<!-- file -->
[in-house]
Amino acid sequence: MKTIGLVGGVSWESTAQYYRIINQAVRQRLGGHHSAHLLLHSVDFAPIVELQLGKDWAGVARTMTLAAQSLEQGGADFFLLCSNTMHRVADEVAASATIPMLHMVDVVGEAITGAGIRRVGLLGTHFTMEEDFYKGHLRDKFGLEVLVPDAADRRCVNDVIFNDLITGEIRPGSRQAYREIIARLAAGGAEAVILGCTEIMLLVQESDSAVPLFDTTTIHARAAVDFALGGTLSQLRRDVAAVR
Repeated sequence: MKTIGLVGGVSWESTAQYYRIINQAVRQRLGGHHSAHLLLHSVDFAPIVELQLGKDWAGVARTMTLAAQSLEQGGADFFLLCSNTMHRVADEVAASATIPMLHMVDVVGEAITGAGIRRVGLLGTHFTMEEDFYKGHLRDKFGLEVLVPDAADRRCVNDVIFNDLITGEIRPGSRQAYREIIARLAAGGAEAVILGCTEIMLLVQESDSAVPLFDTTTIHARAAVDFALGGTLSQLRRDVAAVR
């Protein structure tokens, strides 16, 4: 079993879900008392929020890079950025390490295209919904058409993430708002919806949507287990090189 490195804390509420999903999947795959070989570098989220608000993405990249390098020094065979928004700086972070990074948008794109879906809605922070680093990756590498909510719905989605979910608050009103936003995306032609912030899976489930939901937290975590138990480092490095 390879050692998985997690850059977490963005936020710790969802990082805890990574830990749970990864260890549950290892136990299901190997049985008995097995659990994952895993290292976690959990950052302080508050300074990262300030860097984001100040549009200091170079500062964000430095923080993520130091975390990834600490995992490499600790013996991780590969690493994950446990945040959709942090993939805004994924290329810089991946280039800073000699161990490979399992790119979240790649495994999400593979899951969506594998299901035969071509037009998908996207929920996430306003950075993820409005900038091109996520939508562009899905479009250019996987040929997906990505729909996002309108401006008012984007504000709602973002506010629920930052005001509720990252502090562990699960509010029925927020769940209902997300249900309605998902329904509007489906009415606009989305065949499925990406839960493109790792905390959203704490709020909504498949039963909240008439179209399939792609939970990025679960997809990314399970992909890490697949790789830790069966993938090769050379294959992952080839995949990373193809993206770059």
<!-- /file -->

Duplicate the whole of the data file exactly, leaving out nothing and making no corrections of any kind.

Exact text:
[in-house]
Amino acid sequence: MKTIGLVGGVSWESTAQYYRIINQAVRQRLGGHHSAHLLLHSVDFAPIVELQLGKDWAGVARTMTLAAQSLEQGGADFFLLCSNTMHRVADEVAASATIPMLHMVDVVGEAITGAGIRRVGLLGTHFTMEEDFYKGHLRDKFGLEVLVPDAADRRCVNDVIFNDLITGEIRPGSRQAYREIIARLAAGGAEAVILGCTEIMLLVQESDSAVPLFDTTTIHARAAVDFALGGTLSQLRRDVAAVR
Repeated sequence: MKTIGLVGGVSWESTAQYYRIINQAVRQRLGGHHSAHLLLHSVDFAPIVELQLGKDWAGVARTMTLAAQSLEQGGADFFLLCSNTMHRVADEVAASATIPMLHMVDVVGEAITGAGIRRVGLLGTHFTMEEDFYKGHLRDKFGLEVLVPDAADRRCVNDVIFNDLITGEIRPGSRQAYREIIARLAAGGAEAVILGCTEIMLLVQESDSAVPLFDTTTIHARAAVDFALGGTLSQLRRDVAAVR
């Protein structure tokens, strides 16, 4: 079993879900008392929020890079950025390490295209919904058409993430708002919806949507287990090189 490195804390509420999903999947795959070989570098989220608000993405990249390098020094065979928004700086972070990074948008794109879906809605922070680093990756590498909510719905989605979910608050009103936003995306032609912030899976489930939901937290975590138990480092490095 390879050692998985997690850059977490963005936020710790969802990082805890990574830990749970990864260890549950290892136990299901190997049985008995097995659990994952895993290292976690959990950052302080508050300074990262300030860097984001100040549009200091170079500062964000430095923080993520130091975390990834600490995992490499600790013996991780590969690493994950446990945040959709942090993939805004994924290329810089991946280039800073000699161990490979399992790119979240790649495994999400593979899951969506594998299901035969071509037009998908996207929920996430306003950075993820409005900038091109996520939508562009899905479009250019996987040929997906990505729909996002309108401006008012984007504000709602973002506010629920930052005001509720990252502090562990699960509010029925927020769940209902997300249900309605998902329904509007489906009415606009989305065949499925990406839960493109790792905390959203704490709020909504498949039963909240008439179209399939792609939970990025679960997809990314399970992909890490697949790789830790069966993938090769050379294959992952080839995949990373193809993206770059």